Hawkeye sat down in the mess tent, and pulled the appropriated screwdriver from his pocket. Margaret sat down beside him, curious now and most of her hangover gone. His hair hanging slightly in his face, Hawkeye had an intense look of concentration and was fiddling the screwdriver on the hinges of the book.. Margaret stopped herself staring and looked back at the book.

"Ah hah!" said Hawkeye, a look of satisfaction on his face as the metal bindings fell off and he pocketed the screwdriver. He looked at the book on the table in front of him.

"Well go on! Open it!" said Margaret impatiently.

It turned out to be some kind of diary. Margaret managed to work out what the symbols sounded like, but not what they meant. Hawkeye tugged at the back page, and a photograph fell out. A beautiful Korean girl smiled out at them, and Margaret carefully read the simple syllables beneath it.

"Sao Yung."

The two looked at each other, and then glanced over in the direction of the Post Op.


The book sat innocently on Margaretís bedside table. She lay on her bed looking at the canvas ceiling, thoughts rolling round in her head. Something had taught Parker those words, and how did he know Sao Yung was the name of the girl in the book if he had never opened it? Sleepless she turned over, watching the golden bars of sunrise creep through her door pane.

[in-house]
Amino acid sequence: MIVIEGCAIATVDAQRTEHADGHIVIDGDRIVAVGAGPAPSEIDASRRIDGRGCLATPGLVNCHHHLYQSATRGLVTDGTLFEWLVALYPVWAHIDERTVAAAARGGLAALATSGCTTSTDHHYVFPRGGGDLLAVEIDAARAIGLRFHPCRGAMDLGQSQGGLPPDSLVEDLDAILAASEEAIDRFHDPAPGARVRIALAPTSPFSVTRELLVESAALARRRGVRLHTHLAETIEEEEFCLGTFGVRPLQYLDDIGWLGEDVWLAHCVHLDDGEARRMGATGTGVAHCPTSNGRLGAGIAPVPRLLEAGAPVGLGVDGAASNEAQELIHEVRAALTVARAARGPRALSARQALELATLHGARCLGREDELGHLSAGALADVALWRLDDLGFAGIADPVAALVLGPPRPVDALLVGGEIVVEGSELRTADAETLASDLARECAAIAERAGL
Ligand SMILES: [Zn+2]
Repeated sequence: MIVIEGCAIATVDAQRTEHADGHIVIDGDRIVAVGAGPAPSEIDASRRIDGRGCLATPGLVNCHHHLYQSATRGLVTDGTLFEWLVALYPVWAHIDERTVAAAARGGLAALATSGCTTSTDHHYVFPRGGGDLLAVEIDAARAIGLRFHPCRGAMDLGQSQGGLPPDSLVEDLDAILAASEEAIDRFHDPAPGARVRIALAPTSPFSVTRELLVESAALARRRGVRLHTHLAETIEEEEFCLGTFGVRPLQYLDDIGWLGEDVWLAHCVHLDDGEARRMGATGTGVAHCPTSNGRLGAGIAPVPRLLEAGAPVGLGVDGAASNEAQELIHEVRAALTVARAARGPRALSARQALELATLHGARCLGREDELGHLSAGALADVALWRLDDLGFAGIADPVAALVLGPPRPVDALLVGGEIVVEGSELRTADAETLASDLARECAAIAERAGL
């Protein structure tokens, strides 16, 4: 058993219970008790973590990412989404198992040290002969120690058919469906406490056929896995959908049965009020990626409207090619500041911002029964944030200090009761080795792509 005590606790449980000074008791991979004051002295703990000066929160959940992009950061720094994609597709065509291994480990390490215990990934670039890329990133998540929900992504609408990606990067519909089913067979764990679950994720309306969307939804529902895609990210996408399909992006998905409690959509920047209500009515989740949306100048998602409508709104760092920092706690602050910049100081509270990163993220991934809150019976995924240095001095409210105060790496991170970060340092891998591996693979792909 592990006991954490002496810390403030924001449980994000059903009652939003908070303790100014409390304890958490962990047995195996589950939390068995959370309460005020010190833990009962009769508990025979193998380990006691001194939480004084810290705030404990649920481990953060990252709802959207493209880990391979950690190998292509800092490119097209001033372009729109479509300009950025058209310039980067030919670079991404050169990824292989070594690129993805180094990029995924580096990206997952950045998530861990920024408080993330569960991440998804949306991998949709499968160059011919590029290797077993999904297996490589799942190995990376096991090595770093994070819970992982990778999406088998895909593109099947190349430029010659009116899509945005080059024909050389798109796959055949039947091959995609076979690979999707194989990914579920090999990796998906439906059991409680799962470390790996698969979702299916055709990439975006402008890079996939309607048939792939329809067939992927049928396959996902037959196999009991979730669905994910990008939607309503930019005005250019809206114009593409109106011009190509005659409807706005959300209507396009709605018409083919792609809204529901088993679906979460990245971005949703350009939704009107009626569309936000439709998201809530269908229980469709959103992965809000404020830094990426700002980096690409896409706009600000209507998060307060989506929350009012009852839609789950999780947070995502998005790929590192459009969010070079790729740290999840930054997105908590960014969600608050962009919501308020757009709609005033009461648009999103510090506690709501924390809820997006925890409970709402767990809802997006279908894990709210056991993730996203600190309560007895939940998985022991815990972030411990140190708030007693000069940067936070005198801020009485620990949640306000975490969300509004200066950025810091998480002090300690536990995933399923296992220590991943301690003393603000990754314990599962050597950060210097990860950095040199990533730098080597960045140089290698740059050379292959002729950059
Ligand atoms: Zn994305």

Hawkeye put his hands behind his head and stared at the ceiling. He hadnít wanted to admit it, but that book scared him. He forced his thoughts back to the hazy recollections of the previous evening. Oh God, he had told Margaret about Tuttle. And BJ, and Charles. Damn and double damn. And that phone call...He was suddenly aware of Charles sitting up and looking interestedly at him.

"What is it, Chuck?" he said tiredly. Charles narrowed his eyes but ignored it.

"Where were you off so early this morning, Pierce? With our beloved head nurse following your footsteps?"

"Wouldnít you like to know, Charles?" retorted Hawkeye, not really in the mood for once. "Okay, there was a little trouble in Post-Op. If you want a witness, ask Parker. He was the one with the problems. I was thinking about calling in Sidney..."

Charles settled back disappointed. He was certain he had caught some juicy gossip. Unknown to his tent mates, he had once retrieved a letter from the stove where it hadnít quite burnt. It was in Hawkeyeís handwriting, and it was various scrubbed out statements and sentiments concerning the blonde nurse. He was sure Hawkeye had a thing for her, and what an opportunity that had been this morning! But no, it was boring Post-Op duties. Damn war. Charles sniffed and turned over again as the faint streamers of dawn sunlight filtered through the door.